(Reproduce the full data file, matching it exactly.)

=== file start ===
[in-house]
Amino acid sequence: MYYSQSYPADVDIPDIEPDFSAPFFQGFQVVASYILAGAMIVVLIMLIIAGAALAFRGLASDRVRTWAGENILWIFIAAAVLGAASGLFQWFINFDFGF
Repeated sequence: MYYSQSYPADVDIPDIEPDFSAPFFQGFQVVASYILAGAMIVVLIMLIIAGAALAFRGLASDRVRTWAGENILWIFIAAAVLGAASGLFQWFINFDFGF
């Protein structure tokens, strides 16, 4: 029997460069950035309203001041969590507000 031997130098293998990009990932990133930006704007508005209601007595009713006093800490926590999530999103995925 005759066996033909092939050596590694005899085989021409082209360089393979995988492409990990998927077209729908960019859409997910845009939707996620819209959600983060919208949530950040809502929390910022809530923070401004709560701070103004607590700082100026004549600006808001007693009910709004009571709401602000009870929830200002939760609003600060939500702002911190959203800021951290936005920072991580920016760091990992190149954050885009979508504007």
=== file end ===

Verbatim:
[in-house]
Amino acid sequence: MYYSQSYPADVDIPDIEPDFSAPFFQGFQVVASYILAGAMIVVLIMLIIAGAALAFRGLASDRVRTWAGENILWIFIAAAVLGAASGLFQWFINFDFGF
Repeated sequence: MYYSQSYPADVDIPDIEPDFSAPFFQGFQVVASYILAGAMIVVLIMLIIAGAALAFRGLASDRVRTWAGENILWIFIAAAVLGAASGLFQWFINFDFGF
């Protein structure tokens, strides 16, 4: 029997460069950035309203001041969590507000 031997130098293998990009990932990133930006704007508005209601007595009713006093800490926590999530999103995925 005759066996033909092939050596590694005899085989021409082209360089393979995988492409990990998927077209729908960019859409997910845009939707996620819209959600983060919208949530950040809502929390910022809530923070401004709560701070103004607590700082100026004549600006808001007693009910709004009571709401602000009870929830200002939760609003600060939500702002911190959203800021951290936005920072991580920016760091990992190149954050885009979508504007």